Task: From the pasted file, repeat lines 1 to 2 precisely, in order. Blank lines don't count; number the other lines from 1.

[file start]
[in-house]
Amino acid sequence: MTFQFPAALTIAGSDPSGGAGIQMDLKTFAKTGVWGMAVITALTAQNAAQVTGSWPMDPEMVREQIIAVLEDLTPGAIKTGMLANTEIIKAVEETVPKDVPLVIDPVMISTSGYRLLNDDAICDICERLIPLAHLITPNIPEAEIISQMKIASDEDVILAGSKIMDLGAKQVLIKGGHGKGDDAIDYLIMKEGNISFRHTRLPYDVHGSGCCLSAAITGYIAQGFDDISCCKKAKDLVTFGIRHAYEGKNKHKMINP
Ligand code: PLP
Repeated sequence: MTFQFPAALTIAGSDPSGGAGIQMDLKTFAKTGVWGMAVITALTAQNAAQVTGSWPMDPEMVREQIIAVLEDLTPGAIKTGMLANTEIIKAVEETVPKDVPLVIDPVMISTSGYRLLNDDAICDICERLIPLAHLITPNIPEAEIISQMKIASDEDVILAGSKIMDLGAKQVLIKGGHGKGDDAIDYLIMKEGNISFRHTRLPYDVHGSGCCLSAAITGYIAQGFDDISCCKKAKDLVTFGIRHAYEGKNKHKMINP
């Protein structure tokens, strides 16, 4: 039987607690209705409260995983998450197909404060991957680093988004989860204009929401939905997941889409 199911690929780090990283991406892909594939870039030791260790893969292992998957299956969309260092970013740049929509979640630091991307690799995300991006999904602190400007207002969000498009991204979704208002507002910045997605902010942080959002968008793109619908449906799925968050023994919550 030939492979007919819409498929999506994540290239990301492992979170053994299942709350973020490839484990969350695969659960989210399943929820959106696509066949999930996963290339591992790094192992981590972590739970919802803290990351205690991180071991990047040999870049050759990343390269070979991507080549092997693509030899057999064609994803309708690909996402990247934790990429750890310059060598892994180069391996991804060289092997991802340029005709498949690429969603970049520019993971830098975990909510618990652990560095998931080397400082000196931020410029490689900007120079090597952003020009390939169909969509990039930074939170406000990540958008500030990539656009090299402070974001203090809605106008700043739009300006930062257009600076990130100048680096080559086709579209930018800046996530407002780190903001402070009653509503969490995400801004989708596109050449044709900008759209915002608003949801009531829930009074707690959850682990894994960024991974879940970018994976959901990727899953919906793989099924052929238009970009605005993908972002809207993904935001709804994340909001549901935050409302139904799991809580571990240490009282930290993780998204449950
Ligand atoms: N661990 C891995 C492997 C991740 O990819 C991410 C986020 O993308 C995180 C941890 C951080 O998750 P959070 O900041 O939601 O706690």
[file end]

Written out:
[in-house]
Amino acid sequence: MTFQFPAALTIAGSDPSGGAGIQMDLKTFAKTGVWGMAVITALTAQNAAQVTGSWPMDPEMVREQIIAVLEDLTPGAIKTGMLANTEIIKAVEETVPKDVPLVIDPVMISTSGYRLLNDDAICDICERLIPLAHLITPNIPEAEIISQMKIASDEDVILAGSKIMDLGAKQVLIKGGHGKGDDAIDYLIMKEGNISFRHTRLPYDVHGSGCCLSAAITGYIAQGFDDISCCKKAKDLVTFGIRHAYEGKNKHKMINP